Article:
THREE QUESTIONS: 
Brian Kirk


Tell us a little about yourself – how long have you been writing? Any publications?

I live in Dublin and have been writing on and off since I left school in the 1980s. I studied English Literature at Birkbeck College in the 1990s and really started to take my writing seriously about ten years ago. Since then I’ve published over a hundred poems and over twenty short stories in anthologies and journals. I also write plays and novels. I self-published a novel for kids called The Rising Son in 2015 and my first poetry collection After The Fall was published by Salmon Poetry in November 2017. This year I’m concentrating on finishing a short story collection.


Specifically, tell us a bit more about your longlisted story – the inspiration behind it, the writing of it…

Festival came out of an idea for a character who has difficulty engaging with others. At the start of the story he finds himself in a very public space and appears to have no idea what is happening to him or around him. I just started writing, placing him in a specific place by the docks during a street festival and allowing the reader to experience his alienation and how the unfolding events affect him. The difficulty with this story (as with a lot of stories) is in ending. For me the key was the possibility that Michael, the protagonist, may actually understand his situation more fully than he appears to. I also had to manage my own grudging acceptance that the writer does not always need to know everything about his characters.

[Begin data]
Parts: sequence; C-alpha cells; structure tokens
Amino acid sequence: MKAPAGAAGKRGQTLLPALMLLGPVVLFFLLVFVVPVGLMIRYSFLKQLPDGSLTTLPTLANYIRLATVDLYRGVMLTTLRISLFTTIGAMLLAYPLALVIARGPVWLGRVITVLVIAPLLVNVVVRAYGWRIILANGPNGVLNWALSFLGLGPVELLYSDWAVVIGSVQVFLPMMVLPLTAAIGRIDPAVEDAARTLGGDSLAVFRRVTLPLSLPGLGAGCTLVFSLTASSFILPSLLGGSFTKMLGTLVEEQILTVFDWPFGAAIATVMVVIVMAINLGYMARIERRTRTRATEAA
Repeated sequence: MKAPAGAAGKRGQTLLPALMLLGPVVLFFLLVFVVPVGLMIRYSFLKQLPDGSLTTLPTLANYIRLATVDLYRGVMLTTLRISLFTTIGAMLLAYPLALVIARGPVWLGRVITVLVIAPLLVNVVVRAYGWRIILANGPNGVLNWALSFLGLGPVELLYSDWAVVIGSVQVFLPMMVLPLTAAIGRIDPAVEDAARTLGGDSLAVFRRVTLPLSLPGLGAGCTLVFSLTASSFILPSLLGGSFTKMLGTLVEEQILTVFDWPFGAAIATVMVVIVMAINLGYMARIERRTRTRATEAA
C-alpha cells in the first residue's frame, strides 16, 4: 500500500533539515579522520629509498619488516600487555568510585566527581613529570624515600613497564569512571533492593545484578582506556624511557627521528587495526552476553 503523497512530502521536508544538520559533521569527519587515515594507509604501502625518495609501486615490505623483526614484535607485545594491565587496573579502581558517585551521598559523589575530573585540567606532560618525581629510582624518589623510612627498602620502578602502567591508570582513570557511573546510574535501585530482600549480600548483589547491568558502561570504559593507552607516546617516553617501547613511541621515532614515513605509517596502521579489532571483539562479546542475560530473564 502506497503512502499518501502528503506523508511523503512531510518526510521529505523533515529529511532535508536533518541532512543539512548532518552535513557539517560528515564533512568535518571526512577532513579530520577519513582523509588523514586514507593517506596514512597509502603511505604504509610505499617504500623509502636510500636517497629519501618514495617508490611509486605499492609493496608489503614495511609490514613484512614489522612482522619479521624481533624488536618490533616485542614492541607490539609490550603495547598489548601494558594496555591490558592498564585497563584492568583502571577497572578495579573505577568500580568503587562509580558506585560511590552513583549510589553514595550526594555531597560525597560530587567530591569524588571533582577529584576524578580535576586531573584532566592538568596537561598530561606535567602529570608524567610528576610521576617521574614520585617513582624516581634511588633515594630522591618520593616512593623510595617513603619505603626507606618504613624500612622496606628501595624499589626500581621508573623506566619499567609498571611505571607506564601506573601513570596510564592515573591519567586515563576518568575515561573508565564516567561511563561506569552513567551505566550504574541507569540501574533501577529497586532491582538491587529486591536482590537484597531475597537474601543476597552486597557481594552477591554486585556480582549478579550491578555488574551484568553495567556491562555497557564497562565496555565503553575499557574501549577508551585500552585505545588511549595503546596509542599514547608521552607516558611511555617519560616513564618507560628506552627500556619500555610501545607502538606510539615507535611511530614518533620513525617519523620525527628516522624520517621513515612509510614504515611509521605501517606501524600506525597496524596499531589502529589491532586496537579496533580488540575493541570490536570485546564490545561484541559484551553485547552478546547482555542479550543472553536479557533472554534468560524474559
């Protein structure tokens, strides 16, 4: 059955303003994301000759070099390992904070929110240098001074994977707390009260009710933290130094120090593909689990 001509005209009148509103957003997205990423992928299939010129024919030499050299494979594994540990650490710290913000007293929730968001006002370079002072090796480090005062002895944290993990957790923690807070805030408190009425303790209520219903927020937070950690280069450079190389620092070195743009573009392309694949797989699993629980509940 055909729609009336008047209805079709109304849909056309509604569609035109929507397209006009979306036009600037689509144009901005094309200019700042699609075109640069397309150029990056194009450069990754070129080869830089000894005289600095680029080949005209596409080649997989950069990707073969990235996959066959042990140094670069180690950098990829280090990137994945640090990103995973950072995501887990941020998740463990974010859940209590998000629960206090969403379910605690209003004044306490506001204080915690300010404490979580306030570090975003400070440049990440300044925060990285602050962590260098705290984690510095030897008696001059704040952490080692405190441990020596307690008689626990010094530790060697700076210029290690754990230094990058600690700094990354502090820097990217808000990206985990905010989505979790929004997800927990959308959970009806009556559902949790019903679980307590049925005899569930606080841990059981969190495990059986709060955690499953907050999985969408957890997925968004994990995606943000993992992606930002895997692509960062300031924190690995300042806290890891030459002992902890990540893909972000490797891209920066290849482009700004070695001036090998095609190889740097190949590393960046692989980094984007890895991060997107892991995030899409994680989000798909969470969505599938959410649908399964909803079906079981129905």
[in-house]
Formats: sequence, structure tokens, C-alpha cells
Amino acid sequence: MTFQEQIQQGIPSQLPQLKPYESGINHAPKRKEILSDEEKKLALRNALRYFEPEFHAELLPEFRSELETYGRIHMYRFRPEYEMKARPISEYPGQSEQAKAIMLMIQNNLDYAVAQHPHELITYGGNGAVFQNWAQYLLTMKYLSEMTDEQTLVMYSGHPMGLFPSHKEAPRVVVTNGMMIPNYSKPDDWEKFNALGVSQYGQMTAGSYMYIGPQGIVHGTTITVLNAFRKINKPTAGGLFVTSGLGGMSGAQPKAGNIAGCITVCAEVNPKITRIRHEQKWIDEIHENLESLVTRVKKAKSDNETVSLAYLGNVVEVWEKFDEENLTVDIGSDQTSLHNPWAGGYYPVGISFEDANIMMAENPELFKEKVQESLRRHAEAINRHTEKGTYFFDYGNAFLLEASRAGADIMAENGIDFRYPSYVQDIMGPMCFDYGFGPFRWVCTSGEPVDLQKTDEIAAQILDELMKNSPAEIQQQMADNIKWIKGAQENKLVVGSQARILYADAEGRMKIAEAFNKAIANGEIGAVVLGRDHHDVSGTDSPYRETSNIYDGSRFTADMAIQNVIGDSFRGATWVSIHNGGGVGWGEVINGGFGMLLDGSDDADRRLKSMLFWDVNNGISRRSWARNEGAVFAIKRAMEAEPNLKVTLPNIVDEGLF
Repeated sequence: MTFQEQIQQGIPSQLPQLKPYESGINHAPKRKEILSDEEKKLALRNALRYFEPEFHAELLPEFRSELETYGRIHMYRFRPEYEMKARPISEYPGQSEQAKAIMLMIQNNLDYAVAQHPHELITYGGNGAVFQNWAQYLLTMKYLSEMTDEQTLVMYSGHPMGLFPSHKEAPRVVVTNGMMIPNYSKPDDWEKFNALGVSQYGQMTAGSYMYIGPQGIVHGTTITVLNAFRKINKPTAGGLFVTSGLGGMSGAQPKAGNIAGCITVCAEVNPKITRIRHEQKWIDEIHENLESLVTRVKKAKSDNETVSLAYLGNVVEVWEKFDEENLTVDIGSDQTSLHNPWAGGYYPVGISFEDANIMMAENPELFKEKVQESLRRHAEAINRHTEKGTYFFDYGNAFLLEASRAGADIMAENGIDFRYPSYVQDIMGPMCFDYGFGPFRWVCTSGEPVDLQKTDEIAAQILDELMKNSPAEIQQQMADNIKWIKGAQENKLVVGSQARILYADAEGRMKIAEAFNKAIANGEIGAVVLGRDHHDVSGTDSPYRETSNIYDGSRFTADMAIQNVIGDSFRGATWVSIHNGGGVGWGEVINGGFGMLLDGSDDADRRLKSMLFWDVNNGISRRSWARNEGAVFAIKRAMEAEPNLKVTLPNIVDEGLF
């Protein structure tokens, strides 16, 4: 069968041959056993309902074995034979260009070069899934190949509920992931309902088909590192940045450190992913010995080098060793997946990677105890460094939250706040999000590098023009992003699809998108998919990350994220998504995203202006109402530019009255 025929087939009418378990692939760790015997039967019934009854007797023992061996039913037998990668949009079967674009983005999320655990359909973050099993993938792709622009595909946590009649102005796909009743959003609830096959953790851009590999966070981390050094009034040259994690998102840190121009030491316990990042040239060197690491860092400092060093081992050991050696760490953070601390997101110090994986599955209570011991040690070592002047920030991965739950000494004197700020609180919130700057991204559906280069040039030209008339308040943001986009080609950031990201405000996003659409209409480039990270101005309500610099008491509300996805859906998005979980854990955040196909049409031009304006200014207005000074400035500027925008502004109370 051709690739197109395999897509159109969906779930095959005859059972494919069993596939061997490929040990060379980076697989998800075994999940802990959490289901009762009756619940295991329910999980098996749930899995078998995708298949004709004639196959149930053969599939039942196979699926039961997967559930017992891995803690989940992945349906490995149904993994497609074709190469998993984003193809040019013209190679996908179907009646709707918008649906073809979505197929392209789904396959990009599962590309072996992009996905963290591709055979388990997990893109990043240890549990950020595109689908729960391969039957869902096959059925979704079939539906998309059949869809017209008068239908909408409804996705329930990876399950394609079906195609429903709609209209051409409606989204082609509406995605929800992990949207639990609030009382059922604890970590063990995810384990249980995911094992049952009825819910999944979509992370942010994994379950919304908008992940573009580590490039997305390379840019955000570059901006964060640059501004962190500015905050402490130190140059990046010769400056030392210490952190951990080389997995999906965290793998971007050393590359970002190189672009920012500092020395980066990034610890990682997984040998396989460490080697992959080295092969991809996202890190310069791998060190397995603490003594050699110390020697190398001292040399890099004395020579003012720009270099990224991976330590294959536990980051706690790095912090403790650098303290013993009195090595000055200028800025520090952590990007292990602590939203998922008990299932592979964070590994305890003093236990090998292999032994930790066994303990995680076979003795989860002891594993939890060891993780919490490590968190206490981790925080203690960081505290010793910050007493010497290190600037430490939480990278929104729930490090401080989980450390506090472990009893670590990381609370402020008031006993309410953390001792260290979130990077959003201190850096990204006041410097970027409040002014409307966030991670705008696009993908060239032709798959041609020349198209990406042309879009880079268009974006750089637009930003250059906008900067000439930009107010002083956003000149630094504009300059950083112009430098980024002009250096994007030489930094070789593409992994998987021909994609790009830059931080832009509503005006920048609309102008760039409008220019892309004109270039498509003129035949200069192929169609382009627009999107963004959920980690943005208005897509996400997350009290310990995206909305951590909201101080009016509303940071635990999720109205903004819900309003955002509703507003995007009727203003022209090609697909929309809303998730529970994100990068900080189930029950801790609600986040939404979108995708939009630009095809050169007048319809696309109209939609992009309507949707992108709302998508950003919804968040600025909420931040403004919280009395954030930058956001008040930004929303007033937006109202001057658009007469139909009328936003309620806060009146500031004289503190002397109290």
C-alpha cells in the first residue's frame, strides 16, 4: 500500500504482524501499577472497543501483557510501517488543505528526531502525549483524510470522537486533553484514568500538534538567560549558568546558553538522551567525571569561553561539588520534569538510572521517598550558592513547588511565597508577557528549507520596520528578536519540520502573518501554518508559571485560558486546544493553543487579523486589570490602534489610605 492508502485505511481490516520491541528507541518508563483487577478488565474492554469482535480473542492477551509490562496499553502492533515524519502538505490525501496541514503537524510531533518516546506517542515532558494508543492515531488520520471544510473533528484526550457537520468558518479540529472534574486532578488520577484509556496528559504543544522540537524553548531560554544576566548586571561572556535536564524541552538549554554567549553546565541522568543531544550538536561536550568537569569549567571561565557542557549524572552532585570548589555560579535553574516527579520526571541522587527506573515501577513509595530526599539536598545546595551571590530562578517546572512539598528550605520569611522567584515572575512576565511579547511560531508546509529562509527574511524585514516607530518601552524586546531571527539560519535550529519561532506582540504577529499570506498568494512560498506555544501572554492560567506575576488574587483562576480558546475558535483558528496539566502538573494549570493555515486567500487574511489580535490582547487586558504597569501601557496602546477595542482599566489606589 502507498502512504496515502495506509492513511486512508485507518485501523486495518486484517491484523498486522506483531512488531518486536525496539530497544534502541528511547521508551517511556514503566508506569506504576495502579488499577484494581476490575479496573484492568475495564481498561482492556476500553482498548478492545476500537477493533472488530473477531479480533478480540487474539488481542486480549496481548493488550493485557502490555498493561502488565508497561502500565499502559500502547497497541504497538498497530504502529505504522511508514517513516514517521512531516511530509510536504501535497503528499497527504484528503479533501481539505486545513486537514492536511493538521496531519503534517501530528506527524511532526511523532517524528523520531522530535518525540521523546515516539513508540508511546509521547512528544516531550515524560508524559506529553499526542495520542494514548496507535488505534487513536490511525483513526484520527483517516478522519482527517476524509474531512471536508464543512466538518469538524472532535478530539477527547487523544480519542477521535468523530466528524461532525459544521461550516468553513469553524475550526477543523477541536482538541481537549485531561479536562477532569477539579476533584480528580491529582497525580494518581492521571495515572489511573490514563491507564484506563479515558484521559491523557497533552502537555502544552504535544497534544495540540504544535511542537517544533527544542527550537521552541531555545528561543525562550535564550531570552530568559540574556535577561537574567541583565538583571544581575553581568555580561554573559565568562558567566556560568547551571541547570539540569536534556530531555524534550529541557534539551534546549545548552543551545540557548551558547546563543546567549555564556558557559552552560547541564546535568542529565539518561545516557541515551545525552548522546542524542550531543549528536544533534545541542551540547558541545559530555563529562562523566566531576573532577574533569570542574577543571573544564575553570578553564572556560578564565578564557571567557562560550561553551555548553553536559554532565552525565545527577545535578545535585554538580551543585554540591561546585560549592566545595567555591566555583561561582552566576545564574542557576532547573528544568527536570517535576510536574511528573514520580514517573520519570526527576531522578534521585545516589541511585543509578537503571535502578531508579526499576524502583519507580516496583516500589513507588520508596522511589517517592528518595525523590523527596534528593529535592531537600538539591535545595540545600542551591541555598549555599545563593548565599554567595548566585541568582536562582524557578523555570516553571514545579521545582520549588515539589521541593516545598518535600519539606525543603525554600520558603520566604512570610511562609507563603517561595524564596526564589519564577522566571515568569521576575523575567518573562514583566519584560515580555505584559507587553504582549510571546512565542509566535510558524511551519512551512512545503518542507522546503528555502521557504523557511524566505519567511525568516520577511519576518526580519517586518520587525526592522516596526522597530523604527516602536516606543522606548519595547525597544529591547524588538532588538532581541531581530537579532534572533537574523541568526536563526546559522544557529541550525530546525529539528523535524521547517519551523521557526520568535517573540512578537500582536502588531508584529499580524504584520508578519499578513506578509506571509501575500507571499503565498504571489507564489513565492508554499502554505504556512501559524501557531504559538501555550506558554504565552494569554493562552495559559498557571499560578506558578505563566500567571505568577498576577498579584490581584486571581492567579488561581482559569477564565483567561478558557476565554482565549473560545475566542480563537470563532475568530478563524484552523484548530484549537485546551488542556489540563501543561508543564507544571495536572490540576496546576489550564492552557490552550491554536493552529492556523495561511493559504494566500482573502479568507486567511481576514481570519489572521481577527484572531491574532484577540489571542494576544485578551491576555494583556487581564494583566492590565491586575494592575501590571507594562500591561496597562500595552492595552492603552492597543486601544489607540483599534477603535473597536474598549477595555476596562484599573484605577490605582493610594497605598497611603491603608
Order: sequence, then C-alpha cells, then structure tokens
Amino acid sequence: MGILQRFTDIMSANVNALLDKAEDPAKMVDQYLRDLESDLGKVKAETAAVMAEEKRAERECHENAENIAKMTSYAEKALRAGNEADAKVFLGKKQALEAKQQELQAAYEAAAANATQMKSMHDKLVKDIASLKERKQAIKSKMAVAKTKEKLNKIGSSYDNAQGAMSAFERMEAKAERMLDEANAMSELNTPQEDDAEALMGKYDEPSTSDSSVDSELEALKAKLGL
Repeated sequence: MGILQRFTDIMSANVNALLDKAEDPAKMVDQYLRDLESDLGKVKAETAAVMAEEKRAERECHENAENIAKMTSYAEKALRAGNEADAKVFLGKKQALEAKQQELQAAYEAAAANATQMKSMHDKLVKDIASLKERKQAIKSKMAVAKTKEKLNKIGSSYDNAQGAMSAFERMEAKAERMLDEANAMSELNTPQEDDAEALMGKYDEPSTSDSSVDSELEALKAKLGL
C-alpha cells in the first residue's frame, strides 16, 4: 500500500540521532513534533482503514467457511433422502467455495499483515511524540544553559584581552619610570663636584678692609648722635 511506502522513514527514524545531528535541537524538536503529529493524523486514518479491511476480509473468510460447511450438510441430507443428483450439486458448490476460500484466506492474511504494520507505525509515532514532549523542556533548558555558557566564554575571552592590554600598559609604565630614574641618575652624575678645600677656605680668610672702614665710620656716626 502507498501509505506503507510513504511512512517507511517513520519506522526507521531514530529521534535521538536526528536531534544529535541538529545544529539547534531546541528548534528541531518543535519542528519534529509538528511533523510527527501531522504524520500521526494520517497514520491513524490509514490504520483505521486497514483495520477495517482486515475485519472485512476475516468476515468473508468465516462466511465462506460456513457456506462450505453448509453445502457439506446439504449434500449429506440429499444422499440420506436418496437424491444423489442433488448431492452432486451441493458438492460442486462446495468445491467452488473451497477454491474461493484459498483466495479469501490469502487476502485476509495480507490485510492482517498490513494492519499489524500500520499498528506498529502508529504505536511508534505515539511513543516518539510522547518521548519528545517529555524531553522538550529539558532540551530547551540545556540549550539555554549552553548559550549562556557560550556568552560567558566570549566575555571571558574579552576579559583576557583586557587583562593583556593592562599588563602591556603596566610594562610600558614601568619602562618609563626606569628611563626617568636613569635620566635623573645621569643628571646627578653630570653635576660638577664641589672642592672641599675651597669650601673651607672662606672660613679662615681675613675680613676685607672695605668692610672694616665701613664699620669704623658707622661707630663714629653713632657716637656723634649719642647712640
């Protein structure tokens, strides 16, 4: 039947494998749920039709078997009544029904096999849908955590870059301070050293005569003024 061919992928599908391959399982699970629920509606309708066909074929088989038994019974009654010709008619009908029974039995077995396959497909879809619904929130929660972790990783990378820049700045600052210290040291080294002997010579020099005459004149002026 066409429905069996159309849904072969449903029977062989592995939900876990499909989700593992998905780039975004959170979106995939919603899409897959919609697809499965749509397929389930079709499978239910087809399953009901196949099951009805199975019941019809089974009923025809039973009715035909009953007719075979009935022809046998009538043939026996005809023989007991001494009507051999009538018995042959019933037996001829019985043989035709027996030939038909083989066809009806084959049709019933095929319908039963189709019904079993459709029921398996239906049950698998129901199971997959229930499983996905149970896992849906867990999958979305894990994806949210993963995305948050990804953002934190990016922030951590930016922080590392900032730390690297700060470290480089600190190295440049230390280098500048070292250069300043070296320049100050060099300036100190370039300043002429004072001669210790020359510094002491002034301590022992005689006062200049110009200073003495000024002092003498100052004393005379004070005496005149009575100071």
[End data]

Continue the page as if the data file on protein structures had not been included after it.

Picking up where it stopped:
Name three short story writers you especially admire – why?

I think Flannery O’Connor will always be someone I return to. Her stories are self-contained segments of life at a very specific time and locus but they give off an energy through the characters and language that continues to speak forcefully to the reader.  James Kelman’s stories had a big impact on me also, I think because they are grounded in a working class environment but also manage to deal with existential and metaphysical concerns using everyman characters and everyday language. The best and most unsettling stories I’ve read in the past year or so have to be those in Pond by Claire-Louise Bennett. Whether it’s a novel of series of stories is immaterial; she has an eye for the disquieting details of the quotidian which makes for fascinating reading. By limiting me to three, I have to leave out so many others like Chekhov, Joyce, Beckett, Ó Ceallaigh, Moore, Munro and many more.

  • Brian Kirk’s 2017/18 GBP Short Story Prize longlisted story, ‘Festival’, is available to read here.